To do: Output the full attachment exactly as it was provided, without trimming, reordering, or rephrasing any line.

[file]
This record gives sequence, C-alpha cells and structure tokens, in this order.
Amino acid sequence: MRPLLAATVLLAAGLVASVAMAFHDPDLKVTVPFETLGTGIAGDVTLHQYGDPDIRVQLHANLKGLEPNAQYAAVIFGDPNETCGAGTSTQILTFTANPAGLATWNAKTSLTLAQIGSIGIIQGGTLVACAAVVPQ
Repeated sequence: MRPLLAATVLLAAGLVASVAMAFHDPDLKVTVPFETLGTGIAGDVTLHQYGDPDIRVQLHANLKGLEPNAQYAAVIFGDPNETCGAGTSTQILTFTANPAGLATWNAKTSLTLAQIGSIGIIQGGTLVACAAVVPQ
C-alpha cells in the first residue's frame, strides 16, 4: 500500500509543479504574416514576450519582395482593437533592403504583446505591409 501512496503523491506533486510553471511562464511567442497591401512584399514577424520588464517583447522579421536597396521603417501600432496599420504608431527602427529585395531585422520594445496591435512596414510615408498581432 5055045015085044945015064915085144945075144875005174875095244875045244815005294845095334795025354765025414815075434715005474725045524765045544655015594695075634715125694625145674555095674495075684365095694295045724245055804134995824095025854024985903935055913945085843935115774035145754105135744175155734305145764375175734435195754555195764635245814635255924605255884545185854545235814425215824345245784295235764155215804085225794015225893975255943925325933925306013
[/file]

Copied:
This record gives sequence, C-alpha cells and structure tokens, in this order.
Amino acid sequence: MRPLLAATVLLAAGLVASVAMAFHDPDLKVTVPFETLGTGIAGDVTLHQYGDPDIRVQLHANLKGLEPNAQYAAVIFGDPNETCGAGTSTQILTFTANPAGLATWNAKTSLTLAQIGSIGIIQGGTLVACAAVVPQ
Repeated sequence: MRPLLAATVLLAAGLVASVAMAFHDPDLKVTVPFETLGTGIAGDVTLHQYGDPDIRVQLHANLKGLEPNAQYAAVIFGDPNETCGAGTSTQILTFTANPAGLATWNAKTSLTLAQIGSIGIIQGGTLVACAAVVPQ
C-alpha cells in the first residue's frame, strides 16, 4: 500500500509543479504574416514576450519582395482593437533592403504583446505591409 501512496503523491506533486510553471511562464511567442497591401512584399514577424520588464517583447522579421536597396521603417501600432496599420504608431527602427529585395531585422520594445496591435512596414510615408498581432 5055045015085044945015064915085144945075144875005174875095244875045244815005294845095334795025354765025414815075434715005474725045524765045544655015594695075634715125694625145674555095674495075684365095694295045724245055804134995824095025854024985903935055913945085843935115774035145754105135744175155734305145764375175734435195754555195764635245814635255924605255884545185854545235814425215824345245784295235764155215804085225794015225893975255943925325933925306013